Sunday, October 14, 2012

Conversations: Conversation


In this season of speeches and debates, I find myself thinking about verbal communication. Words can clarify or obscure, with or without intent. I am fond of saying that the internet has no tone of voice, but that doesn’t mean that hearing a voice with the words clarifies everything. There are times when a person hears words and meaning they have waited for for a long time, but also other times when the right words will not come. For songwriters, who after all live by finding the right words, all of these possibilities are potential subjects for their art. This week, then, we will be looking at songs that explore words said and unsaid.

Joni Mitchell’s song Conversation is an obvious starting point. Her narrator could be said to be having an affair. However, all they do is talk. The narrator is a sounding board for a man in an unhappy relationship. Mitchell creates a contrast between how easily the conversation flows between them and how broken the lines of communication are between this man and “his lady”. Even so, there are words that cannot be spoken in this situation. Conversation appeared on Mitchell’s album Ladies of the Canyon in 1970. Three years earlier, Mitchell sang the song at a club called the 2nd Fret with a different set of words at the end of the song:

He's acted down all evening
Maybe it's over now
Maybe she's finally leaving
I'd like to show her now.

But friends are friends forever
So hard to change their role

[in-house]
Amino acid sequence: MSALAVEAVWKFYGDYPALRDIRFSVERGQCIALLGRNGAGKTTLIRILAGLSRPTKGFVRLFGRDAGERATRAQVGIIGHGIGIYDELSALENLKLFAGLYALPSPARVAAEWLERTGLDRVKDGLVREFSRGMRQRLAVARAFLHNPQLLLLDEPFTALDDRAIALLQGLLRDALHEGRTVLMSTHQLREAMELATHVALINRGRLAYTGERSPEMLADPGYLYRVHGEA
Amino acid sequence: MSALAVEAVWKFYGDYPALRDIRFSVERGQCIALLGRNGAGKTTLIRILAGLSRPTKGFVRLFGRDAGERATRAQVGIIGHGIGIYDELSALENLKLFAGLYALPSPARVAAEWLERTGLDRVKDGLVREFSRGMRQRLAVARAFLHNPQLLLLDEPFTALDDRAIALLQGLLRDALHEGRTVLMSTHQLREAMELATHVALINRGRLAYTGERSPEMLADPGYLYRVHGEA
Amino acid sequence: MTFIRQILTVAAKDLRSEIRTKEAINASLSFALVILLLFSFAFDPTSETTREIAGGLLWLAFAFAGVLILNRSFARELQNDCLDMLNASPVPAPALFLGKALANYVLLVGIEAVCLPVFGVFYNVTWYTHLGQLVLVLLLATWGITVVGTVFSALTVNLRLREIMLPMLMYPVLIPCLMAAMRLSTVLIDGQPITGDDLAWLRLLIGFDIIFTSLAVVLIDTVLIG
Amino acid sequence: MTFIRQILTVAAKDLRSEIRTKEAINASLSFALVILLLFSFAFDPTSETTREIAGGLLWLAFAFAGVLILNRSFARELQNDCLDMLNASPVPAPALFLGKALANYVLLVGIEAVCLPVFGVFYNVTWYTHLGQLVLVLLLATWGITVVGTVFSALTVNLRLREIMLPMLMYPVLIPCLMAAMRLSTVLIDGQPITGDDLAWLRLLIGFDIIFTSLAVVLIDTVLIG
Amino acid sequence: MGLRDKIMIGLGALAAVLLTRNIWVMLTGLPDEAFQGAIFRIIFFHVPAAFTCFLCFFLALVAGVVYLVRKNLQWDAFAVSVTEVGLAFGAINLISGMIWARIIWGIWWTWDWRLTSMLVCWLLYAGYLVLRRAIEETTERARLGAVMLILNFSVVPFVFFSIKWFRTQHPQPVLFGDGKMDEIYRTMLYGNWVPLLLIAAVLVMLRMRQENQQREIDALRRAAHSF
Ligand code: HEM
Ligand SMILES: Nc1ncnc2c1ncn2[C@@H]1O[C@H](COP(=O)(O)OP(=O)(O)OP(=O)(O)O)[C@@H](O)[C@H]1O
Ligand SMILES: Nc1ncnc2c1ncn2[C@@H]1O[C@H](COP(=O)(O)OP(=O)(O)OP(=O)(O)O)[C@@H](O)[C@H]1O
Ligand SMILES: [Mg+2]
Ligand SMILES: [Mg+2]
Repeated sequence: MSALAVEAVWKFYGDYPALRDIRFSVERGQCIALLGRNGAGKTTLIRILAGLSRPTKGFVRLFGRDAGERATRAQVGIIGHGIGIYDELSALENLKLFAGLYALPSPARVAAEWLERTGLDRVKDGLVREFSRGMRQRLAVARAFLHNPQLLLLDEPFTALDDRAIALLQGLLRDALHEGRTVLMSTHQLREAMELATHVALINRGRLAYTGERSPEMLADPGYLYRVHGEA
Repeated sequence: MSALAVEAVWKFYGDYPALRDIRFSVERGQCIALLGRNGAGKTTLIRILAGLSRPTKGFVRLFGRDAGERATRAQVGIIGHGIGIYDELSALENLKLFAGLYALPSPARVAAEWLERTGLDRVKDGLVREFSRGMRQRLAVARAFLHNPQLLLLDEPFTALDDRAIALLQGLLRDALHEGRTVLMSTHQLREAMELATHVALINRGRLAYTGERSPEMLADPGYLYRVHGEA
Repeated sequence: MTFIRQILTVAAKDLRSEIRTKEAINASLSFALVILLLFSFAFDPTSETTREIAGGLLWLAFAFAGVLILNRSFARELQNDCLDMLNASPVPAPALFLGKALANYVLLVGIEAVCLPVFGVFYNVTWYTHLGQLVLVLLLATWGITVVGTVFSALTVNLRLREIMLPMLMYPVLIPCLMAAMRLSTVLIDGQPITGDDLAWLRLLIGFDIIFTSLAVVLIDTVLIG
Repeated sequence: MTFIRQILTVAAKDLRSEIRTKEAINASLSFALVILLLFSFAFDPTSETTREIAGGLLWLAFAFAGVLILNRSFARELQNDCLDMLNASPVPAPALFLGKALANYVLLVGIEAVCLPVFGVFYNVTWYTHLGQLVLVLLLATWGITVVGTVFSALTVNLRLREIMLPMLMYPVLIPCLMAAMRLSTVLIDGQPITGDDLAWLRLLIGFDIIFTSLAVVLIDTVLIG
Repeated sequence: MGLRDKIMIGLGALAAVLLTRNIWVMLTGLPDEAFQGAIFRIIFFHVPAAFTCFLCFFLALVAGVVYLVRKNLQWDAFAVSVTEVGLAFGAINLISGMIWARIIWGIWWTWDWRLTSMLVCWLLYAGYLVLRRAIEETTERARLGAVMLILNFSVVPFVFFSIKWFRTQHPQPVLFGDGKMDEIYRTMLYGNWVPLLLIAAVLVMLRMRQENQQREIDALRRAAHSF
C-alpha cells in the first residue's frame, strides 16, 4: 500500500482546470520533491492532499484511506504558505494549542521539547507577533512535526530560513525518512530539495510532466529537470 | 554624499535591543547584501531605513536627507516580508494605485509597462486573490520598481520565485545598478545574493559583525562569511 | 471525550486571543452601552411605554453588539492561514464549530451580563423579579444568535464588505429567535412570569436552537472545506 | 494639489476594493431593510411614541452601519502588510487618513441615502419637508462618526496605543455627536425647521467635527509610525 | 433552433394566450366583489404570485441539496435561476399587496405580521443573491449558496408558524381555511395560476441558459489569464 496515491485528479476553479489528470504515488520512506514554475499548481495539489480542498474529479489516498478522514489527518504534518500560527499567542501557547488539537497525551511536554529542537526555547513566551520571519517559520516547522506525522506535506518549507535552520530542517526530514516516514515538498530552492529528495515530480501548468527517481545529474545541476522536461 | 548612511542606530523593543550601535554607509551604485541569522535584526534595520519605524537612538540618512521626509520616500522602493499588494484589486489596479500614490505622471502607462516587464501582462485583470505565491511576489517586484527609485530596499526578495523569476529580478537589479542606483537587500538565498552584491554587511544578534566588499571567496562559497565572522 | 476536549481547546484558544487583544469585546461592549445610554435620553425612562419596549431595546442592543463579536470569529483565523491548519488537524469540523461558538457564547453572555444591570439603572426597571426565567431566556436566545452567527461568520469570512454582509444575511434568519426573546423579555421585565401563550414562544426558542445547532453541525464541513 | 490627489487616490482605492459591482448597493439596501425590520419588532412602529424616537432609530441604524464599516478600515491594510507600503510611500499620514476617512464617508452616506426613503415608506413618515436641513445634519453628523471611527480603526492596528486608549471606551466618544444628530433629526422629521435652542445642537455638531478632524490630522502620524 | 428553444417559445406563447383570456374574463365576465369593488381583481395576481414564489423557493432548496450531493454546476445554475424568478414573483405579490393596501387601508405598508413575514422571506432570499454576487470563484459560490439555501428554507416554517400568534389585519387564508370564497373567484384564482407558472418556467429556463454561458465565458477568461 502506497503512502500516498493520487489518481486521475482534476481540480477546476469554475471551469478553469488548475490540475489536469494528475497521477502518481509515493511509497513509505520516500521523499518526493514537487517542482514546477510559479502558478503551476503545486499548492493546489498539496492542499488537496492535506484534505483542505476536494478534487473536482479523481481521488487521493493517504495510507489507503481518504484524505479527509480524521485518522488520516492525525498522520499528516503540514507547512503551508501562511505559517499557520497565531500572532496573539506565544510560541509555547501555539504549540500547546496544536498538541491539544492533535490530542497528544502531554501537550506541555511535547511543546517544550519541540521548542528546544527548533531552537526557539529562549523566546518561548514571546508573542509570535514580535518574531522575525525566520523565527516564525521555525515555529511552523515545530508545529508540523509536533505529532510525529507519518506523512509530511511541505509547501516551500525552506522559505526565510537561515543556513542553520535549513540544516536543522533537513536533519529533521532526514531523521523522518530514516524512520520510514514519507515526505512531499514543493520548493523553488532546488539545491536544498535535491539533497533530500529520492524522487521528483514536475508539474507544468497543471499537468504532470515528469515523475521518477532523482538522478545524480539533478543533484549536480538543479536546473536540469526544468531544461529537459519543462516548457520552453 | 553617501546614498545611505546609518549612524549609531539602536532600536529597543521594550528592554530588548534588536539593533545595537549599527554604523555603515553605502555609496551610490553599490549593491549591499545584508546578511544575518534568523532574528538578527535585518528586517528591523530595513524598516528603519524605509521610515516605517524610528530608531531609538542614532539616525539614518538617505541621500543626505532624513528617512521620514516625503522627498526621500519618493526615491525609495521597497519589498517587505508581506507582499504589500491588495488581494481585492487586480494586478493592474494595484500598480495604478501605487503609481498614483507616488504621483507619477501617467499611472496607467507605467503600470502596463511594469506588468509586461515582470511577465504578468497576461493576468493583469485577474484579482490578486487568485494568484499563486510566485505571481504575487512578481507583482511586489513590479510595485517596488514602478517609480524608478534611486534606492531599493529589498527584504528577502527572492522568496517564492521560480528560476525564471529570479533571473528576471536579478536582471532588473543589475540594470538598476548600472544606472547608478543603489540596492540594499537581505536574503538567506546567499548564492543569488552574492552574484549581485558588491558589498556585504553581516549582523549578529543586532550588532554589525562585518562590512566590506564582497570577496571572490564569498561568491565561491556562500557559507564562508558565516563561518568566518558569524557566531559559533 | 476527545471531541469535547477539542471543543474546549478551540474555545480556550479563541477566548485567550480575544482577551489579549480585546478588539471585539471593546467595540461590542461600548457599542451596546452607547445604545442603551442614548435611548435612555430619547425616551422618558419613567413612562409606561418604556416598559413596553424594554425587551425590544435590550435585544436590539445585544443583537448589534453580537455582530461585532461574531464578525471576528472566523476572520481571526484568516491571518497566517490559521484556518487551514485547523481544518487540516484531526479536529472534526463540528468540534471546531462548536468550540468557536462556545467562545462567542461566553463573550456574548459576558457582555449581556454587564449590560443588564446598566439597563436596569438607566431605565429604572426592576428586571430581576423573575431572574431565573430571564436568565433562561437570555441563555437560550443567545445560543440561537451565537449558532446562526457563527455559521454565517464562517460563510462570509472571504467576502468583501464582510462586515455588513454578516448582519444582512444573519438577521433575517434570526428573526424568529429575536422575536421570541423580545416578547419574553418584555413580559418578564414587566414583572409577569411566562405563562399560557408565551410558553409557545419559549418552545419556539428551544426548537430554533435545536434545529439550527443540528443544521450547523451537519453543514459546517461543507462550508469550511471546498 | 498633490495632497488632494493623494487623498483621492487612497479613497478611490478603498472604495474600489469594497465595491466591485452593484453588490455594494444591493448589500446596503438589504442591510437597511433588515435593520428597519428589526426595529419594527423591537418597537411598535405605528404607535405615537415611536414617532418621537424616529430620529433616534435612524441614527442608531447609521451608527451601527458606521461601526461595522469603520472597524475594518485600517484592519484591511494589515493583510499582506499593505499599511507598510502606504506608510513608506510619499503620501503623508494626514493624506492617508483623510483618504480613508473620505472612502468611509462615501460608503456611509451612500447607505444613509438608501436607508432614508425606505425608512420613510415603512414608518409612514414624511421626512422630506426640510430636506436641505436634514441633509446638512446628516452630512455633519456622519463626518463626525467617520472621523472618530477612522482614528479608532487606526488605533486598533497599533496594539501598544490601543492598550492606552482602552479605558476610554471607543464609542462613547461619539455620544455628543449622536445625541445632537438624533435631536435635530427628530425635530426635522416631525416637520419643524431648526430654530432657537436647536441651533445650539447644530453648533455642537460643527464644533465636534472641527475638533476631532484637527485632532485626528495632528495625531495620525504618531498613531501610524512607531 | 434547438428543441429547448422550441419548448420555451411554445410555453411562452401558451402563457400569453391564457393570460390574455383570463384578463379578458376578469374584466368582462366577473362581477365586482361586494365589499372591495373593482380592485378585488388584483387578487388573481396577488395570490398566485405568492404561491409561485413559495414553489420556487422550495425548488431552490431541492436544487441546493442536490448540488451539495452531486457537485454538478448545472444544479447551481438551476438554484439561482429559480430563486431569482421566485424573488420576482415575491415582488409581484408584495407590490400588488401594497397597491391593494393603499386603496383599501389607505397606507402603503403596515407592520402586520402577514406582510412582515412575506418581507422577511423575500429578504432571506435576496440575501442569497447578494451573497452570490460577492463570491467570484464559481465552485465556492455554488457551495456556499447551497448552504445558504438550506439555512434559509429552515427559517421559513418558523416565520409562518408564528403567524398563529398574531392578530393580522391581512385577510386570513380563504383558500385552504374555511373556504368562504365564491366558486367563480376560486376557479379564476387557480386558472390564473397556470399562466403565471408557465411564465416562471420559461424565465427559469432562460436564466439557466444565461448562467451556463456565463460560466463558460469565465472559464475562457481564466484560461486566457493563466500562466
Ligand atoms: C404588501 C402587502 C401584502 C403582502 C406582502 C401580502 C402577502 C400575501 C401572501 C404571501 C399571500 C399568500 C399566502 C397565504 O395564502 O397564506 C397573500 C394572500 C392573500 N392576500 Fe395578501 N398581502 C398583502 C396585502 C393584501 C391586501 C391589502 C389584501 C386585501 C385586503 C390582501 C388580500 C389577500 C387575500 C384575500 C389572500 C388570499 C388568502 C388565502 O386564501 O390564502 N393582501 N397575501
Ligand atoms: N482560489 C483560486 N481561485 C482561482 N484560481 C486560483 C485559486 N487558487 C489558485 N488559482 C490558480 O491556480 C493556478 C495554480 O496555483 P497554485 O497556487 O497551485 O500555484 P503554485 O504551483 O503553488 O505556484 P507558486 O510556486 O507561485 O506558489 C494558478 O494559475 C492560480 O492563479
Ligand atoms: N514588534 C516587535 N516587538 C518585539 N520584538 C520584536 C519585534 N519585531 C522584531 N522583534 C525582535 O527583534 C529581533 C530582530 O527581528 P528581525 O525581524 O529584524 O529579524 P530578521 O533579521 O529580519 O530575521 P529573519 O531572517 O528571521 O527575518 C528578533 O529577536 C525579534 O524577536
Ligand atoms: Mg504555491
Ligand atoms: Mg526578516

Laugh with him, cry together
A friend feels so old.

Hey friend, it feels so whole
But you keep your feelings deep inside
You talk of them and think of pride
Now is the wrong time
But maybe if a dozen days are warm and right
You'll hear him say "I've wanted you baby for such a long time."

He comes for conversation
I comfort him sometimes
Comfort and consultation
He knows that's what he'll find.

Especially for Joni Mitchell at that time, this would have given the song an impossible fairy tale ending. But the final version of the song still contains these words as an implied wish. Mitchell never sings them, but her voice tells you that her narrator would like them to come true. In a haven where words flow freely, there are still things which must remain unsaid.

By the way, I would gladly have posted this song as an mp3 if I had hosting. Barring that, I would have liked to post an “official“ video, or at least a concert performance. Alas, I could find any such thing. The song is still important enough to me that I wanted to share it somehow, and I was happy to at least find a video that was artfully made. I hope nobody minds.

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